<br>
{% render_table table %}
</div>
``````

With class-based views, the URL will stay the same but you will need to add a form HTML element and the Django Template language calling the filter and the form within the template. You also need a submit button within the form to submit your filter queries. Nothing changes about the way the table renders.

env > mysite > main > views.py (Function-based views)

``````...
from django_tables2.views import SingleTableMixin
from django_filter import FilterView

from .models import MyModel
from .tables import MyTable

def list(request):
model = MyModel.objects.all()
filterset_class = MyFilter(request.GET, model)
table = MyTable(filterset_class.qs)
return render(request=request, template_name="main/table.html", context={"model":model, "table":table, "filterset_class":filterset_class})``````

If using function-based views, make the same imports and the class-based views, then create an instance of the MyFilter class and pass in a GET request and model as arguments. Pass in the `filterset_class` as a queryset argument in the table then lists the `filterset_class` as context in the return render.

env > mysite > main > templates > main > table.html

``````{% load render_table from django_tables2 %}

<div>
<br>
<form action="" method="GET">
{{filterset_class.form}}
<button type="submit">Filter</button>
</form>
<br>
{% render_table table %}
</div>
``````

With function-based views, you will need to specify the `filterset_class`, or the context declared, as the filter on the form. Everything else is the same format as the class-based template.

If you are looking to style the form, either scroll back up to the Django Crispy Forms section or click at the article mentioned earlier, Render Forms with Django Crispy Forms.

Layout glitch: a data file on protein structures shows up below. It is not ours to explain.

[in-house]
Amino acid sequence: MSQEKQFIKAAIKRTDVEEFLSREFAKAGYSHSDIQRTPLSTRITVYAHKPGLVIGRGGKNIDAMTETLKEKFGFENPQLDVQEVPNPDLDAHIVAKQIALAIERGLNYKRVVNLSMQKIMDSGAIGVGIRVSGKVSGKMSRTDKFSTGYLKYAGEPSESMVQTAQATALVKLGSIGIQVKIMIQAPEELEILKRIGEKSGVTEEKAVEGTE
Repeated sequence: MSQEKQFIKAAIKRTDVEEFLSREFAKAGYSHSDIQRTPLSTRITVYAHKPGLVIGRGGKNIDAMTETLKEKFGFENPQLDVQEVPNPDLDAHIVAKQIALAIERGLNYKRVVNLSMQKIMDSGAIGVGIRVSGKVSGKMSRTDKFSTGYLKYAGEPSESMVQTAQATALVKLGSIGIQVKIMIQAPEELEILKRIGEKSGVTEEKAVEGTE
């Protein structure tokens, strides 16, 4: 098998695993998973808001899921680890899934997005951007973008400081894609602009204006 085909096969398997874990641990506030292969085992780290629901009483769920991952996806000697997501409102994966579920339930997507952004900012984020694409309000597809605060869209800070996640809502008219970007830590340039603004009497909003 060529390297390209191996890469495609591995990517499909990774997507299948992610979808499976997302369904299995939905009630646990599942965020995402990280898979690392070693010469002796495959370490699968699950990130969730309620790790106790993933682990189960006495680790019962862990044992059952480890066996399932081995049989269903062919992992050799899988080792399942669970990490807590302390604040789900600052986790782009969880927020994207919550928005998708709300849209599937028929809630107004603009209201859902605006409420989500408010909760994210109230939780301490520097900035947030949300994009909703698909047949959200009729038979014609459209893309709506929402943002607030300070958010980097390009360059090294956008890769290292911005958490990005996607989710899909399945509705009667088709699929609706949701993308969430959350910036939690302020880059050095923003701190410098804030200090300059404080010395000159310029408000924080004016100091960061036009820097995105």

(6) Python Decouple

macOS Terminal

``(env)User-Macbook:mysite user\$ pip install python-decouple``

Windows Command Prompt

``(env) C:\Users\Owner\desktop\code\env\mysite> pip install python-decouple``

The last and arguably most important Python package we will discuss is python-decouple. This package hides your sensitive configuration keys and information from hackers. It was created for Django but it is now considered a "generic tool" for separating configuration settings.

env > mysite > (New File) .env

``````SECRET_KEY =sdjioerb43buobnodhioh4i34hgip
DEBUG =True``````

env > mysite > mysite > settings.py

``````from decouple import config

SECRET_KEY = config('SECRET_KEY')
DEBUG = config('DEBUG', cast=bool)``````

Create a new file named .env in the project folder then import config in the settings.py file. Then transfer all of the configuration settings and variables you wish to hide to the .env file and call each variable using the python-decouple format of `config('variable')`.

#programming #django #python